Taking a cue from the UNESCO's Man and Biosphere program, the government of India has established the Seshachalam Biosphere Reserve on 20th September, 2010. The reserve is the first biosphere reserve in Andhra Pradesh and the 17th in India. By size, it is the 9th largest in India. The reserve aims to support the conservation of species in situ by supporting economic and social development. It is home to a number of endemic species including the famous Red Sanders and Slender Loris. Being close to the pilgrim areas of Tirupati, the reserve also has a number of temples and holy places to visit. The hilly terrain offers some spectacular trekking opportunities too. Many scientific studies have been and are being conducted in the reserve. [Read More]
People and people management form an integral part of the reserve. Since the aim of the reserve is to develop people, a substantial part of the resources are aimed at people. The native population of the reserve includes the tribes of Yanadis. By reducing the competition between man and animals for forest resources and by decreasing the number of man-animal conflicts, we aim to re-establish a balance in the ecosystem. The majority of the people dependent on the forest fall outside the reserve. A small number of people live in the outermost zone - the transistion zone. For more about our people-centric initiatives, please click here.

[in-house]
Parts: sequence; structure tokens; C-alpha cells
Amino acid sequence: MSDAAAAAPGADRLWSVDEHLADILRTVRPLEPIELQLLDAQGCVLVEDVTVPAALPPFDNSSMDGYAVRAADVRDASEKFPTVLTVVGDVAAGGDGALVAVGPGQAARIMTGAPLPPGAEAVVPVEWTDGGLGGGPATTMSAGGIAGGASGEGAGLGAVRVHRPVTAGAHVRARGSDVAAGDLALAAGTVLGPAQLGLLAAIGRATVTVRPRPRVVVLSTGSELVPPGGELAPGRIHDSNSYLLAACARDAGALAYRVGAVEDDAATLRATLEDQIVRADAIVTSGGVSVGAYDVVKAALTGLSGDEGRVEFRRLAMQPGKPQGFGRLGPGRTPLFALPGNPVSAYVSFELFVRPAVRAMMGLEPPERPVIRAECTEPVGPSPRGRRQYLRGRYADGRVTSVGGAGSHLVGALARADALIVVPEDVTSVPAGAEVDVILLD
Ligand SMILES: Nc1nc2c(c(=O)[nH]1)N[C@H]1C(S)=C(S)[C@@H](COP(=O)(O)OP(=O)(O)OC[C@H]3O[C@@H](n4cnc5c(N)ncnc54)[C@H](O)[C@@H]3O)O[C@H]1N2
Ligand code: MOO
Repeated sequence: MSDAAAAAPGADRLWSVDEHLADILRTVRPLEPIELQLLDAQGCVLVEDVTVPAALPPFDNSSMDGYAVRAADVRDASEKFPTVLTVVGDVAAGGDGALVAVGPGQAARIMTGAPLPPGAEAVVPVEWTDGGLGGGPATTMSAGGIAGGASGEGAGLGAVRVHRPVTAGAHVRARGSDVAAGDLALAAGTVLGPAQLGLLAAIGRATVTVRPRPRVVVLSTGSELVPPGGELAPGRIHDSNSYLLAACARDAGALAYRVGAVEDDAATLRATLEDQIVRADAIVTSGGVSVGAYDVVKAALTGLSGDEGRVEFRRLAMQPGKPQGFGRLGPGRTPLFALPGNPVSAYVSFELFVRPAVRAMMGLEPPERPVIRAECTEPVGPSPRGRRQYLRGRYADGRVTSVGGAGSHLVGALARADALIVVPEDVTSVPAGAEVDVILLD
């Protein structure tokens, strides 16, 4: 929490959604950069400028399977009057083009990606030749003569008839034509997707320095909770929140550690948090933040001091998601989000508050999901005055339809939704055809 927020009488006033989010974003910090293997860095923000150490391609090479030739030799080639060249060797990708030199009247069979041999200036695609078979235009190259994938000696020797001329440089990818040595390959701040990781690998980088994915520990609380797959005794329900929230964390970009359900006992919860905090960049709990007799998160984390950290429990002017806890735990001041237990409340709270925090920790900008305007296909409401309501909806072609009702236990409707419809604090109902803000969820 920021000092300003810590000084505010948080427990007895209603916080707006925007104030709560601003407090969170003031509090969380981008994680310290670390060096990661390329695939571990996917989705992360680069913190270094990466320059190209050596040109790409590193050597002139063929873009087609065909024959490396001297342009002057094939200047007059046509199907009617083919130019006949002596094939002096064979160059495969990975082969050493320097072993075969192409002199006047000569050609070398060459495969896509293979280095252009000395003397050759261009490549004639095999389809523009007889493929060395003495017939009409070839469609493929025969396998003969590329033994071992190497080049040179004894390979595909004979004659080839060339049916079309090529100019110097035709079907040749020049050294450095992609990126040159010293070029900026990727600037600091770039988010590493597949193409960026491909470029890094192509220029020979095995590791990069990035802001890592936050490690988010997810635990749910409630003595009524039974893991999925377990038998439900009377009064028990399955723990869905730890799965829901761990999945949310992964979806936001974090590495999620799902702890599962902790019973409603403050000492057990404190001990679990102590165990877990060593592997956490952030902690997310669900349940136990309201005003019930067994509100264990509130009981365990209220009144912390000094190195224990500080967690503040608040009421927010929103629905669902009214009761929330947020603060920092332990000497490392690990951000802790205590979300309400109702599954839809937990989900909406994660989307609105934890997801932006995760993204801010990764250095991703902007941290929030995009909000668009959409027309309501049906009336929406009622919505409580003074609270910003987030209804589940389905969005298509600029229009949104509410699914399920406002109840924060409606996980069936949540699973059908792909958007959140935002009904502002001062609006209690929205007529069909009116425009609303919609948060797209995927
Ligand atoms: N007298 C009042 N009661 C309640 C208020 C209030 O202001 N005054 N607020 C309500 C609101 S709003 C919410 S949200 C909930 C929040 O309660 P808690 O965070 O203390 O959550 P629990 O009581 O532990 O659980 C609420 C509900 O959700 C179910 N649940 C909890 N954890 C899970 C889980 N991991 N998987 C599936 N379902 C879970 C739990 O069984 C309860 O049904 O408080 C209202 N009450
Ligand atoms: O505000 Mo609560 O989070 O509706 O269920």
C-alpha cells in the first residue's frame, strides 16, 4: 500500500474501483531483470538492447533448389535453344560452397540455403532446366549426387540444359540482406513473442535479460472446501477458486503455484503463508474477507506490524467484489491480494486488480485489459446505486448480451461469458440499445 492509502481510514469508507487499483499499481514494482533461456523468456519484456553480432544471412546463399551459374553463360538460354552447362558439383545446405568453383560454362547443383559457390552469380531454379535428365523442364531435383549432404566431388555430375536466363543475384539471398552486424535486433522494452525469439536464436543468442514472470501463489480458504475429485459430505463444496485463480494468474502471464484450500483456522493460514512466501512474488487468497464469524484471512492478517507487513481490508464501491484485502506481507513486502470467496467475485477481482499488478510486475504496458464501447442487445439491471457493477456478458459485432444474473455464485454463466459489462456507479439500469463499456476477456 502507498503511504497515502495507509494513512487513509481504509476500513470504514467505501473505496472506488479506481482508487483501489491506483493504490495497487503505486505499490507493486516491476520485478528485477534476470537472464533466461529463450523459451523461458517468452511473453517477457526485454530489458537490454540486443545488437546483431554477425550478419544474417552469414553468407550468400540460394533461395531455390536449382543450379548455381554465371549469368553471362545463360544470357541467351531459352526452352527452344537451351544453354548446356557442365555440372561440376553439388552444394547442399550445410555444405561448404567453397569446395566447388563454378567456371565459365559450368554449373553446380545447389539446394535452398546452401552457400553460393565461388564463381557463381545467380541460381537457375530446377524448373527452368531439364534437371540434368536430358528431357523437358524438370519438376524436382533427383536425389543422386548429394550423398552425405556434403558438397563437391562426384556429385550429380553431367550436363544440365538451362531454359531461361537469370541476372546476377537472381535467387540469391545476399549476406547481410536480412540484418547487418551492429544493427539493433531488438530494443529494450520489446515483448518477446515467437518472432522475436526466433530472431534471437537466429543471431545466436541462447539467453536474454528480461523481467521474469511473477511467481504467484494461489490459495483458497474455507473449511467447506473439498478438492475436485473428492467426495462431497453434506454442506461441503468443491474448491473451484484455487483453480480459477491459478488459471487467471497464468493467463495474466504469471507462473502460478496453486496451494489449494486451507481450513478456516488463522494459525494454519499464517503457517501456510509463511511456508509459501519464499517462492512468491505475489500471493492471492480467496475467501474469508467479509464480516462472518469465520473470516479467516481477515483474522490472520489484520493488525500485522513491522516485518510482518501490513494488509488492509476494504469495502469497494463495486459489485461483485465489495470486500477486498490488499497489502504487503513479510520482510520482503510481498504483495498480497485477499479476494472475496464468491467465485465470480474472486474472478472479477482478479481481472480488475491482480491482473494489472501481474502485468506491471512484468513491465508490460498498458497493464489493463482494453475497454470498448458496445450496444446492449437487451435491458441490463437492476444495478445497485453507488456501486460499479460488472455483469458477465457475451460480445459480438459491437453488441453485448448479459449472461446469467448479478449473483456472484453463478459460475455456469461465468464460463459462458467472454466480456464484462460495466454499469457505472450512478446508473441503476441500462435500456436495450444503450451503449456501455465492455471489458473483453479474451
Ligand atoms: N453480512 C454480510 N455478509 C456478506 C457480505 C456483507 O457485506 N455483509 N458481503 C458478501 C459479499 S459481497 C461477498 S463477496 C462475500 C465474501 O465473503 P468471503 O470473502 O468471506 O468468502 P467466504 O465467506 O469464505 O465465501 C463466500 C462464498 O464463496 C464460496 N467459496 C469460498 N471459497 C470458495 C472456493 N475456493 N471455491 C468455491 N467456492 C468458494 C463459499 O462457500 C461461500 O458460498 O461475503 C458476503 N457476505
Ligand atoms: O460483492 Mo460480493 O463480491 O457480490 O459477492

The reserve covers areas of great historical and religious significance. The Sri Venkateswara Temple, famous as the Tirupati Balaji temple lies within the reserve. A number of pre-historic paintings and carvings have been found in the region. In the medieval times, this region was the center of power for many kingdoms and hence, a rich history exists. In the more modern times, the French merchant-traveller, Jean-Baptiste Tavernier, visited the area in his fourth voyage and wrote an account of the forest and animals. This was the first written account of the forests by a European. This account describes the existence of elephants in the forest, which have dwindled since then. In the British times, the hunter-writer Kenneth Anderson hunted in these forests and made a number of accounts on his experiences. In the book Man Eaters and Jungle Killers, he writes about two tigers - The Striped Terror of Chamala Valley and Mamandur Man Eater, which shows the presence of tigers which are now extinct in this area. Now, the region is a hub for pilgrims for its temples, for trekkers for its rugged terrain and stunning biodiversity and for nature-lovers for its eco-tourist spots. [Read More]